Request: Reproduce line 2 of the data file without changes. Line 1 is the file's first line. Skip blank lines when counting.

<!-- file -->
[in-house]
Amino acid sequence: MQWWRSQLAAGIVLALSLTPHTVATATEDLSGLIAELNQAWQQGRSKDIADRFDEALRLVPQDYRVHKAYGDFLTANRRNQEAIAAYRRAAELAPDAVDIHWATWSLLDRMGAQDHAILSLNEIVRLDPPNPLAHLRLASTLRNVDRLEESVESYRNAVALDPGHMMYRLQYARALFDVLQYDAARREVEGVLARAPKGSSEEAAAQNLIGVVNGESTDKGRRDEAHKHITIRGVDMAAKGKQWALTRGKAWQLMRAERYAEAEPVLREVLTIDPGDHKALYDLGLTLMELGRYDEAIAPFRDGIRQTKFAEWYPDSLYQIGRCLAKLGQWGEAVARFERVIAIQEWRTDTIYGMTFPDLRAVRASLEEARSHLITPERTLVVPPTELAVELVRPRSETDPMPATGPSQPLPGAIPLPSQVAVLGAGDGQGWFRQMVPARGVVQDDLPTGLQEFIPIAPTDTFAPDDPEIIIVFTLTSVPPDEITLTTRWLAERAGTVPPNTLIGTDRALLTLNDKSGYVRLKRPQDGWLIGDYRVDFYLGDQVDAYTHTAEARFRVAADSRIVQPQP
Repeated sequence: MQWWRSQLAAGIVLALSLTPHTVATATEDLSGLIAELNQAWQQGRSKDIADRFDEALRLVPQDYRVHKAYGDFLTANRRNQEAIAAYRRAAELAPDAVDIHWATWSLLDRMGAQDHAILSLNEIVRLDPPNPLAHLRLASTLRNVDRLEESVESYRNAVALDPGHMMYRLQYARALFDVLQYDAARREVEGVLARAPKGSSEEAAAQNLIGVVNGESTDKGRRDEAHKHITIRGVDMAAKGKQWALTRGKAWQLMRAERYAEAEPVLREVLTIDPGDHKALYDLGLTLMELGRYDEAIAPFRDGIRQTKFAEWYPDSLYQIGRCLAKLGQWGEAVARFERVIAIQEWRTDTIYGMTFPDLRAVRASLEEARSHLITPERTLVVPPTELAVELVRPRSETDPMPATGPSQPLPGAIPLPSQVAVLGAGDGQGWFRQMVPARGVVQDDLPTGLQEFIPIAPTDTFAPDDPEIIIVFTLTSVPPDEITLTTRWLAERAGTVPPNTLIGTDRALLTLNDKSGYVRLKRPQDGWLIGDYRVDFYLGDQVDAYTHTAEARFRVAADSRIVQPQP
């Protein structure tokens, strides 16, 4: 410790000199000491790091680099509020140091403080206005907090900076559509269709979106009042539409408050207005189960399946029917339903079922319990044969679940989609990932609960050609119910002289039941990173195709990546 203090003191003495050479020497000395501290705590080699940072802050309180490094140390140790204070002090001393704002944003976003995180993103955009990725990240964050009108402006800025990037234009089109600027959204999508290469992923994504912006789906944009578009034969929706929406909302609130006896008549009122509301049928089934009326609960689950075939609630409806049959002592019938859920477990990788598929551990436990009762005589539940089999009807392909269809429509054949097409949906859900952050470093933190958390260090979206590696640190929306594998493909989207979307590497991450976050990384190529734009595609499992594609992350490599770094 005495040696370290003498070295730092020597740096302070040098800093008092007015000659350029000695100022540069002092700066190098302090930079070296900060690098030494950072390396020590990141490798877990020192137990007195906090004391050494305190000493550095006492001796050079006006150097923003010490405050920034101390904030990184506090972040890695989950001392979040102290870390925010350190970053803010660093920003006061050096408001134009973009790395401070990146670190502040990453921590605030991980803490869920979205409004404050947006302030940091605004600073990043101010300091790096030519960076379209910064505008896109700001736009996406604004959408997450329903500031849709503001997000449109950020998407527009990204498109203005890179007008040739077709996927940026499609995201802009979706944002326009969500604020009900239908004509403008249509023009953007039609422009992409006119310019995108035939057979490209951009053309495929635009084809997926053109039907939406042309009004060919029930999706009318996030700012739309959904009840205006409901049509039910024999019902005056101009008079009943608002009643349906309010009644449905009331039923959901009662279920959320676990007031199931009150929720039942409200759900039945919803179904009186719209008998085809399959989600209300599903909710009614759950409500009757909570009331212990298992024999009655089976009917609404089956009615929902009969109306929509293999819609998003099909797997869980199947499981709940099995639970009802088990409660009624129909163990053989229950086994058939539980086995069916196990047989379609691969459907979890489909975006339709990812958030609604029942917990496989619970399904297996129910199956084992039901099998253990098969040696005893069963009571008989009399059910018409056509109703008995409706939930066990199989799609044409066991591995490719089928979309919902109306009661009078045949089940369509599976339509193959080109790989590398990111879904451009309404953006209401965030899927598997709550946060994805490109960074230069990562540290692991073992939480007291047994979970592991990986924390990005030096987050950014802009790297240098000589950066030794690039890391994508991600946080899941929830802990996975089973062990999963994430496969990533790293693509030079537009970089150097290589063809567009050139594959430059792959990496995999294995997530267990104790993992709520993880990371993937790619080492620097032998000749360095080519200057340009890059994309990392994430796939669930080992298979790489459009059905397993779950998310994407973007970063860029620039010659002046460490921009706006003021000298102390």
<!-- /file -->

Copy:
Amino acid sequence: MQWWRSQLAAGIVLALSLTPHTVATATEDLSGLIAELNQAWQQGRSKDIADRFDEALRLVPQDYRVHKAYGDFLTANRRNQEAIAAYRRAAELAPDAVDIHWATWSLLDRMGAQDHAILSLNEIVRLDPPNPLAHLRLASTLRNVDRLEESVESYRNAVALDPGHMMYRLQYARALFDVLQYDAARREVEGVLARAPKGSSEEAAAQNLIGVVNGESTDKGRRDEAHKHITIRGVDMAAKGKQWALTRGKAWQLMRAERYAEAEPVLREVLTIDPGDHKALYDLGLTLMELGRYDEAIAPFRDGIRQTKFAEWYPDSLYQIGRCLAKLGQWGEAVARFERVIAIQEWRTDTIYGMTFPDLRAVRASLEEARSHLITPERTLVVPPTELAVELVRPRSETDPMPATGPSQPLPGAIPLPSQVAVLGAGDGQGWFRQMVPARGVVQDDLPTGLQEFIPIAPTDTFAPDDPEIIIVFTLTSVPPDEITLTTRWLAERAGTVPPNTLIGTDRALLTLNDKSGYVRLKRPQDGWLIGDYRVDFYLGDQVDAYTHTAEARFRVAADSRIVQPQP